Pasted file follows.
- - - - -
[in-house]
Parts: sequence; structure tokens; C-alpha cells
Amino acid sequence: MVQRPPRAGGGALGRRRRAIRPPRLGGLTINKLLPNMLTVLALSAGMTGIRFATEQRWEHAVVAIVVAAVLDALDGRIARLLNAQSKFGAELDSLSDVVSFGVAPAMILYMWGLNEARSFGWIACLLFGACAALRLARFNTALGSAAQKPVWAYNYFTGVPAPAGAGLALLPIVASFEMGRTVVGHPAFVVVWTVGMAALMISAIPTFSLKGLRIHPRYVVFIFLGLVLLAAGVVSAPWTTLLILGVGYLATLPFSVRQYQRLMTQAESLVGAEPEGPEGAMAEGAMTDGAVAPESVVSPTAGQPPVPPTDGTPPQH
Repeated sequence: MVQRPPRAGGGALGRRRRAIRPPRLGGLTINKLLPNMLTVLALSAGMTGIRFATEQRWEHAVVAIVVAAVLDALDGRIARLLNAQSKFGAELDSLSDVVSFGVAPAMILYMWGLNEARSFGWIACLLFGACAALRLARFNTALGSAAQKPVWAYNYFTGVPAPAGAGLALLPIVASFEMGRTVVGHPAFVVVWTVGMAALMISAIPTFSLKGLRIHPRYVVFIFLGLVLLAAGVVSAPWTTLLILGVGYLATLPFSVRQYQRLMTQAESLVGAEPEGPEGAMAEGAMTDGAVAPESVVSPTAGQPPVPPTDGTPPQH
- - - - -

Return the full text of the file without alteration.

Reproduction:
[in-house]
Parts: sequence; structure tokens; C-alpha cells
Amino acid sequence: MVQRPPRAGGGALGRRRRAIRPPRLGGLTINKLLPNMLTVLALSAGMTGIRFATEQRWEHAVVAIVVAAVLDALDGRIARLLNAQSKFGAELDSLSDVVSFGVAPAMILYMWGLNEARSFGWIACLLFGACAALRLARFNTALGSAAQKPVWAYNYFTGVPAPAGAGLALLPIVASFEMGRTVVGHPAFVVVWTVGMAALMISAIPTFSLKGLRIHPRYVVFIFLGLVLLAAGVVSAPWTTLLILGVGYLATLPFSVRQYQRLMTQAESLVGAEPEGPEGAMAEGAMTDGAVAPESVVSPTAGQPPVPPTDGTPPQH
Repeated sequence: MVQRPPRAGGGALGRRRRAIRPPRLGGLTINKLLPNMLTVLALSAGMTGIRFATEQRWEHAVVAIVVAAVLDALDGRIARLLNAQSKFGAELDSLSDVVSFGVAPAMILYMWGLNEARSFGWIACLLFGACAALRLARFNTALGSAAQKPVWAYNYFTGVPAPAGAGLALLPIVASFEMGRTVVGHPAFVVVWTVGMAALMISAIPTFSLKGLRIHPRYVVFIFLGLVLLAAGVVSAPWTTLLILGVGYLATLPFSVRQYQRLMTQAESLVGAEPEGPEGAMAEGAMTDGAVAPESVVSPTAGQPPVPPTDGTPPQH